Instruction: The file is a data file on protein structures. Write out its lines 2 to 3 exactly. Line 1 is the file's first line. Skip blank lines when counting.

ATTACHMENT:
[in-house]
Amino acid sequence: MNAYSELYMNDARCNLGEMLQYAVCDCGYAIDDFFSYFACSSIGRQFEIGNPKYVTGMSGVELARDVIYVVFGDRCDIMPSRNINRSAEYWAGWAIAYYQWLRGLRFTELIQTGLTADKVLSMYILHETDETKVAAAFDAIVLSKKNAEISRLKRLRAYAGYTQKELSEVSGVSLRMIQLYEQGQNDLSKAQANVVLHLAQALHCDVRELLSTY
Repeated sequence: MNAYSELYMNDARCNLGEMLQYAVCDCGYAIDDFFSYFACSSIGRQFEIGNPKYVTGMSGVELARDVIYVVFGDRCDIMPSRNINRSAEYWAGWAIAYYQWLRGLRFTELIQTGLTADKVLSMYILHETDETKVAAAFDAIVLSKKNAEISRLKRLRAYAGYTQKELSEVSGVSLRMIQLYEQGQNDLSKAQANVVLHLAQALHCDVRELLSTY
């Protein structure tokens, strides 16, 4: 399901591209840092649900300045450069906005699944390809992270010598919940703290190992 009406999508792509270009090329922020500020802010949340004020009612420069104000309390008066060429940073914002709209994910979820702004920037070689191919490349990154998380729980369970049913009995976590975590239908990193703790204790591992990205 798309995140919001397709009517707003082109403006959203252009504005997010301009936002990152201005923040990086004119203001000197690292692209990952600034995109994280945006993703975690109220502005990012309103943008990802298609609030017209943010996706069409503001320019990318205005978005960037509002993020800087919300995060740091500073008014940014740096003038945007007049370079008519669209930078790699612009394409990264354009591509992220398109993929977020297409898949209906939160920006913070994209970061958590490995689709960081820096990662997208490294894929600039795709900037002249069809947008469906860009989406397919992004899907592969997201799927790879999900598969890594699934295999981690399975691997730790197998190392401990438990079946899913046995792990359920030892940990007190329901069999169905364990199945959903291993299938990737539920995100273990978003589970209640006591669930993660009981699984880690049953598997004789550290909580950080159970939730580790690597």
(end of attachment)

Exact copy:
Amino acid sequence: MNAYSELYMNDARCNLGEMLQYAVCDCGYAIDDFFSYFACSSIGRQFEIGNPKYVTGMSGVELARDVIYVVFGDRCDIMPSRNINRSAEYWAGWAIAYYQWLRGLRFTELIQTGLTADKVLSMYILHETDETKVAAAFDAIVLSKKNAEISRLKRLRAYAGYTQKELSEVSGVSLRMIQLYEQGQNDLSKAQANVVLHLAQALHCDVRELLSTY
Repeated sequence: MNAYSELYMNDARCNLGEMLQYAVCDCGYAIDDFFSYFACSSIGRQFEIGNPKYVTGMSGVELARDVIYVVFGDRCDIMPSRNINRSAEYWAGWAIAYYQWLRGLRFTELIQTGLTADKVLSMYILHETDETKVAAAFDAIVLSKKNAEISRLKRLRAYAGYTQKELSEVSGVSLRMIQLYEQGQNDLSKAQANVVLHLAQALHCDVRELLSTY